If you remember (and thanks if you do), I bought a little sample of chalk paint during my visit to Fort Worth Vintage Market Days.  The brand is Oh Lola! Vintage Paint and the color I got was “Antique Egg Blue”.  I really wanted “Marseille”, a delightfully buttery yellow, but Yadi (the owner) said she sold out of that early.  I wasn’t surprised.  That yellow was hot.

Fort Worth Vintage Market Days

Anyway, when I bought the sample, I was already pretty much set on using it to update this pathetic little stool I had sitting around.

chalk paint stool makeover

You know the one.  Most of us have had or even still have one of these.  That sad little $10 blonde stool sold by that one huge retailer.  I actually got mine from the same warehouse sale where I bought my file cabinet that I painted.  It was maybe two bucks or something.  It seemed to have a checkered past, judging by the nicks and paint spills.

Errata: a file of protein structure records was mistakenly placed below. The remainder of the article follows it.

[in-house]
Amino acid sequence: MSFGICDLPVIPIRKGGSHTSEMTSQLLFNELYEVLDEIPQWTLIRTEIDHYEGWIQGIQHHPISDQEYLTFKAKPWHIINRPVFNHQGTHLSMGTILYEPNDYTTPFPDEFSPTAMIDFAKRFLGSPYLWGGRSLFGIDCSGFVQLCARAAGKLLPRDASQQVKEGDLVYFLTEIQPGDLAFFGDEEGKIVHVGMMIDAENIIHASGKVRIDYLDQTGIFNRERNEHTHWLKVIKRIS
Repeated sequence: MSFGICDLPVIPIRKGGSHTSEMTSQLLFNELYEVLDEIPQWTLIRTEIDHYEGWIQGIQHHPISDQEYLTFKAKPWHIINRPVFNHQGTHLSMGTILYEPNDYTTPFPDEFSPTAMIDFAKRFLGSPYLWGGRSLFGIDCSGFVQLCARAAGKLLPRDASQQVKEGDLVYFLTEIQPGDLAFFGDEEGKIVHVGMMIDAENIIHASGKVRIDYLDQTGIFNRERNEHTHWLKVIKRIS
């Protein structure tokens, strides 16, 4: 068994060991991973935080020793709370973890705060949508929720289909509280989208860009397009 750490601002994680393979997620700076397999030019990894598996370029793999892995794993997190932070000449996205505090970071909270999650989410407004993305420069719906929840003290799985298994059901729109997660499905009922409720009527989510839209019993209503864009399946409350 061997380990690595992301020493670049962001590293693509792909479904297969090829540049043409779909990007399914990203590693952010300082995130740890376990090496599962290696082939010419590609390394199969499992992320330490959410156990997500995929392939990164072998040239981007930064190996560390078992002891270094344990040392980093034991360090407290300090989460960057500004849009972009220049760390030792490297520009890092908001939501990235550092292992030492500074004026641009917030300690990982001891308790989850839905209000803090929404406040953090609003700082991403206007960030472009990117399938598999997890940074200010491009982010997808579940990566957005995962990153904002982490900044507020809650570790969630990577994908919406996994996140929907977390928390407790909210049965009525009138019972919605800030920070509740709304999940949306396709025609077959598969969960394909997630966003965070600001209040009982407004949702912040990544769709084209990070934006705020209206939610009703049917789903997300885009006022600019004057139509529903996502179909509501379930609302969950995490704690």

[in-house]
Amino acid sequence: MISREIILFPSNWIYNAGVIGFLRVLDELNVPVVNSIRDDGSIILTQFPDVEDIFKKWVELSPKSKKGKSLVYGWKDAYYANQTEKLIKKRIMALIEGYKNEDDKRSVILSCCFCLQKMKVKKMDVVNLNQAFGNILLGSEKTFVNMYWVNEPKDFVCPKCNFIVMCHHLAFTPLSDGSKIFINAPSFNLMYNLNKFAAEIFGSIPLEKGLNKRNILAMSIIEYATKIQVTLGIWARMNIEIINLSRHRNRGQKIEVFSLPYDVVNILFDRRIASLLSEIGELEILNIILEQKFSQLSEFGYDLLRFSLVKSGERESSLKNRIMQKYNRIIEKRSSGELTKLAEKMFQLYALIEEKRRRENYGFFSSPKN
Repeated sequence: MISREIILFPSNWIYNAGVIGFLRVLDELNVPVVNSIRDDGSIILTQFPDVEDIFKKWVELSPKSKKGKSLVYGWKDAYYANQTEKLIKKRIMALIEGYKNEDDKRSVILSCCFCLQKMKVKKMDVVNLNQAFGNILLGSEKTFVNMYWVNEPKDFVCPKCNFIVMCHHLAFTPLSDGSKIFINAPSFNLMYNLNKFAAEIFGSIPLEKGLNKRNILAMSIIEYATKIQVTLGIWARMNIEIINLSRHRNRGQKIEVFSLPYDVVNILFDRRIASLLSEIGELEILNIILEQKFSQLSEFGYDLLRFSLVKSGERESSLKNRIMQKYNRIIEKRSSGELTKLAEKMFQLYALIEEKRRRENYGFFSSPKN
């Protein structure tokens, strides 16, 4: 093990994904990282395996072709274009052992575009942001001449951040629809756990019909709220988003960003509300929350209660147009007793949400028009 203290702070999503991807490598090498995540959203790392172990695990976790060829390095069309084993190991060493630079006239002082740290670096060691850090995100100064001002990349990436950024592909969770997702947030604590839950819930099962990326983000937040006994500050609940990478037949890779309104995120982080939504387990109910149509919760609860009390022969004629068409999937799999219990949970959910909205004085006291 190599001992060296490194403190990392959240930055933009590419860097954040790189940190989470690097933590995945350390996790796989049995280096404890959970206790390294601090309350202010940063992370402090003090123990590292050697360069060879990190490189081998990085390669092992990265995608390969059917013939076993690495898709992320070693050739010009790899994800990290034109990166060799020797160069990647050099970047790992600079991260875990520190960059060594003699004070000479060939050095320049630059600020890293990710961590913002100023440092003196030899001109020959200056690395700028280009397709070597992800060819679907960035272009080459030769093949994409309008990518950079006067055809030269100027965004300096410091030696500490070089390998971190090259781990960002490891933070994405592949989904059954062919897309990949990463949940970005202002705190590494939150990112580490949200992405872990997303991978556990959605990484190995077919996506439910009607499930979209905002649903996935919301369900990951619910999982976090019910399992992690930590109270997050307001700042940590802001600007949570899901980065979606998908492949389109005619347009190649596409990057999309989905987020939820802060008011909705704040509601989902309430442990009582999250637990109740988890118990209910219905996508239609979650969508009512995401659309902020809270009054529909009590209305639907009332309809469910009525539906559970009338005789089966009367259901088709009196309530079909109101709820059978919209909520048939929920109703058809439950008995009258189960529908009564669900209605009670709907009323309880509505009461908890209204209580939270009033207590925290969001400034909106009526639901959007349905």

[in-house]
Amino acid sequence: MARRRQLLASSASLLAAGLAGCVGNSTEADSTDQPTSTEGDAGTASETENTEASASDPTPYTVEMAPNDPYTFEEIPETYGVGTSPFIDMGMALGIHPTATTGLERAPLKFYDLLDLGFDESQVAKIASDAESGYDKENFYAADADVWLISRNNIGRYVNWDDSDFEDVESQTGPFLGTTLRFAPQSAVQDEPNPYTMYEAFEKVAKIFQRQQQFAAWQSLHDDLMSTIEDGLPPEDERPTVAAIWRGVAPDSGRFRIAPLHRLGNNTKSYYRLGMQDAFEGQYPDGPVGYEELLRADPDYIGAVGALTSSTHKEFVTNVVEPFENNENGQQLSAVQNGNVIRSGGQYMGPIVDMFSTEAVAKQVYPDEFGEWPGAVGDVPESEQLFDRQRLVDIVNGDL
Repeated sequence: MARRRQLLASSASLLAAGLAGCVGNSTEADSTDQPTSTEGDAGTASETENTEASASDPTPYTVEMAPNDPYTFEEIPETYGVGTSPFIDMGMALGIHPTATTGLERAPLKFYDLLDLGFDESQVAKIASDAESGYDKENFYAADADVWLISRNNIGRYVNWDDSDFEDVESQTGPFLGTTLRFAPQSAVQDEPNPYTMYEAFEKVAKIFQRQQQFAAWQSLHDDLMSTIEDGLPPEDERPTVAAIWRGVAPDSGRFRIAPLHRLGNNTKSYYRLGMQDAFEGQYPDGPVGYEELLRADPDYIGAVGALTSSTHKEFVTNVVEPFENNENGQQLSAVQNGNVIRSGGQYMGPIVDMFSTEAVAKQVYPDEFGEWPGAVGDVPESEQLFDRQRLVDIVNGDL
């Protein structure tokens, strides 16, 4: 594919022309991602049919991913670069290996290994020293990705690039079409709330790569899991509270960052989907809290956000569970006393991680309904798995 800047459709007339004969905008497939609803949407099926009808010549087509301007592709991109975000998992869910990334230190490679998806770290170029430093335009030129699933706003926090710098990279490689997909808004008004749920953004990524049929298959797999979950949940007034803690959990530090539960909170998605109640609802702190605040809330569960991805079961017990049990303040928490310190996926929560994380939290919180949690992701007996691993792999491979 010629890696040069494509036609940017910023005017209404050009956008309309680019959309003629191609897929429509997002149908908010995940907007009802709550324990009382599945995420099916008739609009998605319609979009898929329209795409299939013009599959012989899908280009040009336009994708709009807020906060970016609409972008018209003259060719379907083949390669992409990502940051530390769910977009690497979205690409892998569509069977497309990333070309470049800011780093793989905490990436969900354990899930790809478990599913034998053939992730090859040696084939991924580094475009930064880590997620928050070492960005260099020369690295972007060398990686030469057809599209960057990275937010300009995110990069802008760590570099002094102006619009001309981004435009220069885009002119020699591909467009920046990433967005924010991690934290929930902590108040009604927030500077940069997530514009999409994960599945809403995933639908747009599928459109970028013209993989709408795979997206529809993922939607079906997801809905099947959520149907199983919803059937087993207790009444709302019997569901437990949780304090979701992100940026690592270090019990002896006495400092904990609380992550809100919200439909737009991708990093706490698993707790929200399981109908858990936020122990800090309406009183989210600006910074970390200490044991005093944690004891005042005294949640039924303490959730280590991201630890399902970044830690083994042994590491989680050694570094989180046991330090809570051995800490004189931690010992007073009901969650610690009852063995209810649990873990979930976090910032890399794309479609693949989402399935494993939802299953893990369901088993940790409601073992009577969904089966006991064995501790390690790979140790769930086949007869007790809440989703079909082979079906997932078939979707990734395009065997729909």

chalk paint stool makeover

Chalk paint was the perfect match for this stool.  If you didn’t already know, you don’t need to prep your surface when using chalk paint.  No sanding, no priming.  Just a wipe down to remove dust and dirt.  Also known as a lazy Sunday project dream.

So I broke out my tiny Blue Hawk brush and got to work.

chalk paint stool makeover

The first coat provided awesome coverage.  It was thick but not gloppy, and a tiny bit went a LONG way.

chalk paint stool makeover chalk paint stool makeover

I went ahead and did a second coat (after an hour long nap) since there were still bits of blonde wood poking through.

chalk paint stool makeover

This next part was a random idea that popped into my head after my nap.  I let the second coat dry for a couple of hours and then broke out my hot glue gun and a ball of polished hemp rope.  I marked the middle of the seat, glued the rope down and started working in a spiral from the center, gluing as I went.

chalk paint stool makeover chalk paint stool makeover